In my previous post on Tikal, I explained the important details to help ensure a successful visit. In this post, I’ll share images of the beautiful ruins. The order of images below is in the approximate order of our visit over about 7 1/2 hours in one day. Tikal is a large park and it will take a full day to see most of the ruins. The ancient city covered about 25 square miles and only about 15% has been excavated, meaning there is far more out there than meets the eye.
This is the focal point of a visit to Tikal, and the “postcard” view spot. You can climb up Temple II, for a view of Temple I and the Plaza, as shown below.
Hidden behind Temple II just to the west of the Gran Plaza is Temple III. It is hard to see it through the trees, you’re looking straight up trying to find it! Most of this temple is still covered with jungle foliage.
Plaza de los Siete Templos
This site is at the southwest side of the Park, and was very quiet during our visit. While the structures may be a bit less grand here, it was a fun area to explore with no other tourists in sight. This site gets its name from seven small temples at one end of the plaza. There are 3 ball courts here, which is unique in Mayan archeological sites.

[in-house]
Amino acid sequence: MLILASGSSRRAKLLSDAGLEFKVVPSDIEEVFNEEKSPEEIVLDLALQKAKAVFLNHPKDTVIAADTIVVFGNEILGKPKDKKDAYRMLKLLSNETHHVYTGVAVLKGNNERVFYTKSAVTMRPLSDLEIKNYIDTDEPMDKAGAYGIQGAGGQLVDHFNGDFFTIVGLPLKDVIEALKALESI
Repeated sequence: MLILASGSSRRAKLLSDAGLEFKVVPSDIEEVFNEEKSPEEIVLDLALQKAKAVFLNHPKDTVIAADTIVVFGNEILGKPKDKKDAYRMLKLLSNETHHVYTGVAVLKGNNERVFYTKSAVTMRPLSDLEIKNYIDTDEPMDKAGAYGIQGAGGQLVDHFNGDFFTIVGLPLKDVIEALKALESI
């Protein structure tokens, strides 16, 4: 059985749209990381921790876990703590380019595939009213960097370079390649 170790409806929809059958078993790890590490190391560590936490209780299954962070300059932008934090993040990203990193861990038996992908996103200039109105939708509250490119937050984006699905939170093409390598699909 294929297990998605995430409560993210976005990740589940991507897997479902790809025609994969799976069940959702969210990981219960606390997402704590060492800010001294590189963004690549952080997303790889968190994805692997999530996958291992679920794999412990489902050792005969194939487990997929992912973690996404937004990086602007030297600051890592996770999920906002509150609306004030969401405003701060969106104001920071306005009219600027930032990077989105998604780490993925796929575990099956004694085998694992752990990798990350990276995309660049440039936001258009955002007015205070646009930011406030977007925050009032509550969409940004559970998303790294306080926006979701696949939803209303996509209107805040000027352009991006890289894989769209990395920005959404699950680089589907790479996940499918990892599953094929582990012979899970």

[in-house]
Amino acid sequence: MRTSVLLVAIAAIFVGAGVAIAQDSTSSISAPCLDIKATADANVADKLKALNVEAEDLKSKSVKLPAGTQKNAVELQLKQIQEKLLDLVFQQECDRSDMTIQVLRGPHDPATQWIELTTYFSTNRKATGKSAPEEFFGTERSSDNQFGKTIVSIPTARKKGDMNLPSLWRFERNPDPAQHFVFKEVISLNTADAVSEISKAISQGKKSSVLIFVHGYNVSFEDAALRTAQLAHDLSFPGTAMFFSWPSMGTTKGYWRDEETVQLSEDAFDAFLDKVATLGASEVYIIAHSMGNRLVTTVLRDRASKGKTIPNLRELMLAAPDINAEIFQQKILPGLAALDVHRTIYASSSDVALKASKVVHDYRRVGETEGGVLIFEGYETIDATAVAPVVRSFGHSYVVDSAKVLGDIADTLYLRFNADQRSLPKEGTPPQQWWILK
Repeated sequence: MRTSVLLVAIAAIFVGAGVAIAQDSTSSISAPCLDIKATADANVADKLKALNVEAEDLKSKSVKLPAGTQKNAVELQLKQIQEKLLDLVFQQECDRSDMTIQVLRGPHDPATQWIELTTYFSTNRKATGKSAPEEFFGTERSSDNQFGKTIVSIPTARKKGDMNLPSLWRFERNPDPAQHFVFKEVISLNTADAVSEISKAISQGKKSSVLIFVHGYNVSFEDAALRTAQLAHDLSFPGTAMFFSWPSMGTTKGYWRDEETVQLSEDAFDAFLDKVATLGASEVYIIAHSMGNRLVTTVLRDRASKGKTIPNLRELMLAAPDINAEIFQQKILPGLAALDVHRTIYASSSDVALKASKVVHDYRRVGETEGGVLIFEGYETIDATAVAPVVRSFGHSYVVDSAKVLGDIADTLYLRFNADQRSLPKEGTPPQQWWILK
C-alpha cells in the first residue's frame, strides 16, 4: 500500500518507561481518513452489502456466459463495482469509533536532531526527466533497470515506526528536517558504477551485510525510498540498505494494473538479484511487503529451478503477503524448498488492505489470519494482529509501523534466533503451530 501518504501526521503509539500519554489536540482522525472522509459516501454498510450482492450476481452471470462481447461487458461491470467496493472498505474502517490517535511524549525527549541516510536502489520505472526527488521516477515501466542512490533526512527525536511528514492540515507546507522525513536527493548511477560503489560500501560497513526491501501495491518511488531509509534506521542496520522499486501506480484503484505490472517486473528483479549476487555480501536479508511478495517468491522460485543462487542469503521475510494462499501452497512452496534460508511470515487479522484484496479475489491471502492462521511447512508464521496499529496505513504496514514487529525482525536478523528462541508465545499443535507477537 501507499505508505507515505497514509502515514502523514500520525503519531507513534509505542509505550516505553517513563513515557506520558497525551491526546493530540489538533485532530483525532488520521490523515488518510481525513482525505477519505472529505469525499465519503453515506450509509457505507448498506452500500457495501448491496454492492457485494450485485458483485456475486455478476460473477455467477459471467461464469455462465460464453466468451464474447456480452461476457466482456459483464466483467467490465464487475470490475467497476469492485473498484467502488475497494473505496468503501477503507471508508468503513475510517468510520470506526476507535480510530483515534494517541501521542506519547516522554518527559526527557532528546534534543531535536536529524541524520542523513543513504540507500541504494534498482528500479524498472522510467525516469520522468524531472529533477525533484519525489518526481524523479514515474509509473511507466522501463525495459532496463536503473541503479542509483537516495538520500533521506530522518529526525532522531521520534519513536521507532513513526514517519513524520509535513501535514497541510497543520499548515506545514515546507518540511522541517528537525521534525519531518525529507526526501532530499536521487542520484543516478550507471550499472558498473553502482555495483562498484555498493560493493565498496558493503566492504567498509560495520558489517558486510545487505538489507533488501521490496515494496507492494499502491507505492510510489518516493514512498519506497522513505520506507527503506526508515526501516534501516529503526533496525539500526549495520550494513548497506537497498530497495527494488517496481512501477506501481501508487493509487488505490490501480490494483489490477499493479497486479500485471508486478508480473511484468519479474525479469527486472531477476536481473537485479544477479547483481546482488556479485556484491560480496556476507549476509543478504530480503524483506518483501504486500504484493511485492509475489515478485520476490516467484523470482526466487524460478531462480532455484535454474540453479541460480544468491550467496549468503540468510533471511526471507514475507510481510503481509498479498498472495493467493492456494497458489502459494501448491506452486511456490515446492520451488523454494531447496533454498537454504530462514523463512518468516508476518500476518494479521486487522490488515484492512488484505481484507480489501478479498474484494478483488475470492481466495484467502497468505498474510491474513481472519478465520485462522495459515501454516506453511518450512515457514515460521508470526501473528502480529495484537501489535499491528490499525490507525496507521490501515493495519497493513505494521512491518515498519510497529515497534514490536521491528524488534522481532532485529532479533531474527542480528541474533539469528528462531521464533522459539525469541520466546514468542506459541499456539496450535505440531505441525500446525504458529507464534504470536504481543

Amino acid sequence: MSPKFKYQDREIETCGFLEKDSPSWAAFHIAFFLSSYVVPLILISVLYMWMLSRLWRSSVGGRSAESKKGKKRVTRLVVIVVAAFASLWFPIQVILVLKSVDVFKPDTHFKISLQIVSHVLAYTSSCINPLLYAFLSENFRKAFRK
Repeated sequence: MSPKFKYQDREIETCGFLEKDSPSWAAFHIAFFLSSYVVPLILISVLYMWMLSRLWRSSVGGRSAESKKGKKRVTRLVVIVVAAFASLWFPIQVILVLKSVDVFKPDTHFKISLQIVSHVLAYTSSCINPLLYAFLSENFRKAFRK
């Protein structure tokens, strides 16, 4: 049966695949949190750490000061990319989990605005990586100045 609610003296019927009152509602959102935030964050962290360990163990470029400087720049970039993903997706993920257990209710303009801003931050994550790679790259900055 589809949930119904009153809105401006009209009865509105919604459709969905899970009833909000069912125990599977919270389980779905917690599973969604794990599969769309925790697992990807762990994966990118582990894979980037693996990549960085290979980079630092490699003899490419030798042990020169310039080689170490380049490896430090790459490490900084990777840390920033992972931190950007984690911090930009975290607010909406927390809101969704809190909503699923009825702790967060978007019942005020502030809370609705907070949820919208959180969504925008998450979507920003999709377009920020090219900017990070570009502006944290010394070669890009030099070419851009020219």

Also tucked away in the southwest corner of the Park is Mundo Perdido, or “Lost Word”. It kind of feels like that. This was one of my favorite locations in Tikal, partially due to the remote setting with the huge temples and the views from the top of the Great Pyramid.
Palacio de las Ventanas (Palace of the Windows)
Another spot a bit off the beaten path. If you like bats, you’ll find them here. This structure is between Mundo Perdido and Temple IV. You can climb into the structure, at least there were no signs indicating this wasn’t allowed.
Temple IV is at the far west end of the Park. You can climb it (via a wooden stairway) for a view of the surrounding structures in the Park.
North Zone, Complex “P”
We visited Complex “P” after Temple IV. It was a 20-25 minute walk. This complex is on the northern edge of the Park, and once again it was very quiet, I think we were the only tourists out here at the time.
Temple V is on the south side of the Gran Plaza in its own little corner. On the signpost at this temple, it shows some photos of the excavation process – what a lot of work!
Plaza Este y Mercado
Palacio de las Acanaladuras
Probably the most remote ruin in the Tikal visitor circuit, it’s a good temple to see on your way out, since it’s at the southeast end of the Park, and from here it’s a straight shot back to the main entrance.
As shown above, there’s lots to see in Tikal. Plan for a full day, put on some comfortable shoes and have fun exploring this magnificent Mayan site, one of the grandest and largest in Central America.